The following is purely fictional and meant for entertainment purposes only. By entertainment, we mean we hope you laugh while reading this, while framing this, or while burning this. Any similarities between this and actual events is strictly coincidental and frankly, dumb luck. Remember to remind your lawyer about the made-up part, OK?
I'm not exactly sure where The Centre of the Hockey Universe begins and ends, but I am sure of one thing. I'm in it.
I conclude that for three reasons: (1) I have common ground squirrels in my backyard that have slapshots better than some players in the NHL (2) three of my neighbors have sons named Sittler and (3) I get something called Leafs TV.
I say Â“getÂ” Leafs TV in that I'm within their subscription area and I'm able to subscribe, although I really don't get Leafs TV in the same way babies don't fully understand the true concept of diapers.
It's almost embarrassing to admit I actually subscribe to Leafs TV, but $2.99 a month is a small price to pay to impress and annoy friends who aren't able to use such selectively frivolous items as business write-offs.
For those of you unfamiliar (blissfully ignorant) with the whole concept of Leafs TV, it's a team-owned television station that provides simply everything-Toronto Maple Leafs, 24 hours a day, seven days a week (stop laughing). Leafs TV is like a Chrysler Minivan Appreciation Page in that it's an commonality a lot of people share, yet one nobody really wants to admit to.
Strangely there is only around a dozen actual Toronto Maple Leaf games covered by the station throughout the season, which means the team is as consistently successful with winning exclusive broadcast rights for their own team's station as they are in signing quality free agents. That also translates into a copious amount of programming filler, whether that involves journalistic insight into Hal Gill's eternal search for sufficient dietary fiber or the can't-miss, feel-good Peter Stemkowski documentary you've heard so much about.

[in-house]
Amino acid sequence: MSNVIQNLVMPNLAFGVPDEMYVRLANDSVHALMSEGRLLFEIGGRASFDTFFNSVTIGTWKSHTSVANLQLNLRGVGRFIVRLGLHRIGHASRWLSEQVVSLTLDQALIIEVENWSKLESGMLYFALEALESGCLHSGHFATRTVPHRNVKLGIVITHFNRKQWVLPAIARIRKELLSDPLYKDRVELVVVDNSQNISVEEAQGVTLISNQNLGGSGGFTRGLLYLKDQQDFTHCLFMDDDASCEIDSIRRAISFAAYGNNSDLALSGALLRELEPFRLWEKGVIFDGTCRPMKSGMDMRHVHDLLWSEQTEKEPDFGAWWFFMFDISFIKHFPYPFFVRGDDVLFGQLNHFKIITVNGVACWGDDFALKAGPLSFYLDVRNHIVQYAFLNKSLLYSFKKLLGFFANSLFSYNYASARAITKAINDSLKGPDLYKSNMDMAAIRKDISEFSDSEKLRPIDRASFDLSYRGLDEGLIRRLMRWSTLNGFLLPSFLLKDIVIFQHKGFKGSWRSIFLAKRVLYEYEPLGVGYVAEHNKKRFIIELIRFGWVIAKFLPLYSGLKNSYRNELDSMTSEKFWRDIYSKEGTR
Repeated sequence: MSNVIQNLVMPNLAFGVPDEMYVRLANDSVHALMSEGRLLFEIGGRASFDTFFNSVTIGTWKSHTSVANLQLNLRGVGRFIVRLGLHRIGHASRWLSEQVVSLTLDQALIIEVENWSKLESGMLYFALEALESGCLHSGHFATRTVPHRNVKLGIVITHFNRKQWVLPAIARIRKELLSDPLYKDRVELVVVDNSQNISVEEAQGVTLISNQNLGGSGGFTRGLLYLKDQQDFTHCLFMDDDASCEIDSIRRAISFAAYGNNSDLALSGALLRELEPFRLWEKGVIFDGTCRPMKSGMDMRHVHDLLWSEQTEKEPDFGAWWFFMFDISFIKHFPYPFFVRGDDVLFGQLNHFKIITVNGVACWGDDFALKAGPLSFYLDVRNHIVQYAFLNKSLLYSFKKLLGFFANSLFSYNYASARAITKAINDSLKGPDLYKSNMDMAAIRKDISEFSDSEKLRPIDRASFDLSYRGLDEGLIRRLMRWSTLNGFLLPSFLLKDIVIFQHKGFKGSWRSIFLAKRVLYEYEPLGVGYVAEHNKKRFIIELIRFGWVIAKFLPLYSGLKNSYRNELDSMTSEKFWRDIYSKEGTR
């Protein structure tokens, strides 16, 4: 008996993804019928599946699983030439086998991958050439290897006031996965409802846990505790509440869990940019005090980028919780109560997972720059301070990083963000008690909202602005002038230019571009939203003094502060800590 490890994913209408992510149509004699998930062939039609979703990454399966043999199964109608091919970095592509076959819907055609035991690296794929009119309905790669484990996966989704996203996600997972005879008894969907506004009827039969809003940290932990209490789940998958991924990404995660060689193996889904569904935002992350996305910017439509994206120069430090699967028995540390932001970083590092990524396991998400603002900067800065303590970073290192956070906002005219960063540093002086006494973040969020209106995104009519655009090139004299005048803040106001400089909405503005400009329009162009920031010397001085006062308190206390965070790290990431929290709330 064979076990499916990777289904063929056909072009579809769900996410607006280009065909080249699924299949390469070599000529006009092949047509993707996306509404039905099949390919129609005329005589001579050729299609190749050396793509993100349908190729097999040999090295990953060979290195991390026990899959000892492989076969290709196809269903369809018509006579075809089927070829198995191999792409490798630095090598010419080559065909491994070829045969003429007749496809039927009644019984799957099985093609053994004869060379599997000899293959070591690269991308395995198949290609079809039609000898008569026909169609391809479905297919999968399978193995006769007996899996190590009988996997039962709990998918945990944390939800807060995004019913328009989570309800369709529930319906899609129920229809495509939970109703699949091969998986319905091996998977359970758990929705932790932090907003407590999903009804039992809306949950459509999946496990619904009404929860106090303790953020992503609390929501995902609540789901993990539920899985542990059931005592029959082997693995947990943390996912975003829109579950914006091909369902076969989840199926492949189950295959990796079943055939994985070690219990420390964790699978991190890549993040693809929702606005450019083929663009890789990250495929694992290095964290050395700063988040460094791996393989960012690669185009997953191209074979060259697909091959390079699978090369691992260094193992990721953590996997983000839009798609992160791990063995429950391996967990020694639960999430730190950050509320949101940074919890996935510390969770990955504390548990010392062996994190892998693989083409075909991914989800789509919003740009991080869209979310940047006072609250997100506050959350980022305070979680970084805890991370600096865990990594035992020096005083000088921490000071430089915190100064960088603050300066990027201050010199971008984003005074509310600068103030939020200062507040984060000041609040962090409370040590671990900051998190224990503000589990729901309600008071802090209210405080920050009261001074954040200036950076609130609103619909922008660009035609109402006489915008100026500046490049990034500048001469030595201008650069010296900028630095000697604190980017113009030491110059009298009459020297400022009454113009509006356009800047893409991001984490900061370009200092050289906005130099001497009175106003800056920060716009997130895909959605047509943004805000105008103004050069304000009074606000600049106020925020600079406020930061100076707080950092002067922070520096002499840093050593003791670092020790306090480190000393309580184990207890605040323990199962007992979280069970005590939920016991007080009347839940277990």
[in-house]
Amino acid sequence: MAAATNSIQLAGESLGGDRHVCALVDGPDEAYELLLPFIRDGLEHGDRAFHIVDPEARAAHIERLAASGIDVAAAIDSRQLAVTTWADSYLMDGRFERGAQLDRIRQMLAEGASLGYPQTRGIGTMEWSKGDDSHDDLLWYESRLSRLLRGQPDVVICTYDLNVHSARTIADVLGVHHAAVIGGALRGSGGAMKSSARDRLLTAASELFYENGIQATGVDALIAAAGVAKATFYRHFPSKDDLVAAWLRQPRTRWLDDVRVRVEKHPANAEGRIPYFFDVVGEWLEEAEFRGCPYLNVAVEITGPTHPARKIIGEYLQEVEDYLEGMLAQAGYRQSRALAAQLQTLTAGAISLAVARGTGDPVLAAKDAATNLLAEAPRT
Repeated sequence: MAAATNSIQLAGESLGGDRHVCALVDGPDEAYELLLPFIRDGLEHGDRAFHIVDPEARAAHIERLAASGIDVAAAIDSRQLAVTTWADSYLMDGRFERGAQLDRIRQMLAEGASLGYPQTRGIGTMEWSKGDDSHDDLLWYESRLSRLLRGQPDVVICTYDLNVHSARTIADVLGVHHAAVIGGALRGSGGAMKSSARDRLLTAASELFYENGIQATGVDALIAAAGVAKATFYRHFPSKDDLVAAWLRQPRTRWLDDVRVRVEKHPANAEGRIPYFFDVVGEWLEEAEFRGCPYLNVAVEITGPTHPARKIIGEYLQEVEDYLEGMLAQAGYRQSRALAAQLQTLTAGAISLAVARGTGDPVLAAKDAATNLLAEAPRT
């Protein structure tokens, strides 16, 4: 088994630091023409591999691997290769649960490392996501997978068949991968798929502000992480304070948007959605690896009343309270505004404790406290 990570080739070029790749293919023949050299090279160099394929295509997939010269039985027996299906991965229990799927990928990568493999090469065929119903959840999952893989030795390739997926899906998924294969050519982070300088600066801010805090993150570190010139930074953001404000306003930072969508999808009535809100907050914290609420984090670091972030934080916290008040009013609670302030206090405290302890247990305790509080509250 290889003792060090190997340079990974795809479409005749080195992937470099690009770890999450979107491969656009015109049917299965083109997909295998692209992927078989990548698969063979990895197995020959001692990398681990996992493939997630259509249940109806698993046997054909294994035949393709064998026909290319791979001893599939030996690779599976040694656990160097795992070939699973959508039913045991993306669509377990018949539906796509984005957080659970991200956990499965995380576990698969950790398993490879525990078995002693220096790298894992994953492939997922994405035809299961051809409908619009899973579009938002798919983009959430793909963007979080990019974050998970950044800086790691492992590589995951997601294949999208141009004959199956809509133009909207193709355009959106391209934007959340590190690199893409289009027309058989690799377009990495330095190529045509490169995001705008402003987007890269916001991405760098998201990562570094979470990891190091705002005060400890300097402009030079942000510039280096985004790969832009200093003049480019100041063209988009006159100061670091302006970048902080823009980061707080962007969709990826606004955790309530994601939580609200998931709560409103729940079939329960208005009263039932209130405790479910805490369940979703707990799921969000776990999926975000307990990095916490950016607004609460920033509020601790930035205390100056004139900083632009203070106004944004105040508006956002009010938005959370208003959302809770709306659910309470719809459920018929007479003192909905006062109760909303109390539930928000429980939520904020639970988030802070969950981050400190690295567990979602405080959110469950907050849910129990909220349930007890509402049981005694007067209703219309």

Leafs TV also tends to rely heavily on vintage game re-broadcasts called Leaf Classics as filler. Recently though, they have been under a heavy barrage of feedback from viewers who found the poor audio quality annoying to older viewers and the seeing the Leafs actually winning deeply disturbing to the young.
The real fun happens on game day in their four hour preview for that night's monumental battle with the Minnesota Wild. Wade Belak has a slight thigh strain and may not dress for tonight's match. Â”Honey, cancel my flight.Â”
And, while the lead up to these games has more than enough meat to hold one's interest, it pales terribly in comparison with the After the Horn segment where fans have an opportunity to phone in after the night's loss to voice their displeasure with either the shoddy officiating, the team's patented lack of effort or why Sidney Crosby for John Pohl is a deal worth doing. Evidently the phone lines get so busy after the Leafs play that the excess calls now roll over to the Suicide Prevention Centre, thereby alleviating the switchboard backlog and smartly cutting out the middle man.
Also, don't you worry if you were lucky enough to have been in a seven car pileup and you missed the 7-2 loss to the Rangers, Leafs TV has you covered with a feature they call Game In An Hour, which is very similar to Chicken in a Basket in that it's done quickly and is likely to result in some degree of indigestion.
Hey, it's the Poison, er, Passion that Unites Us All.
Charlie Teljeur, creator of THN's hockeysockpuppettheatre, brings you Loose Change every Tuesday and Friday only on thehockeynews.com.
Want to talk to Charlie about love, life, or Loose Change? Email him at firstname.lastname@example.org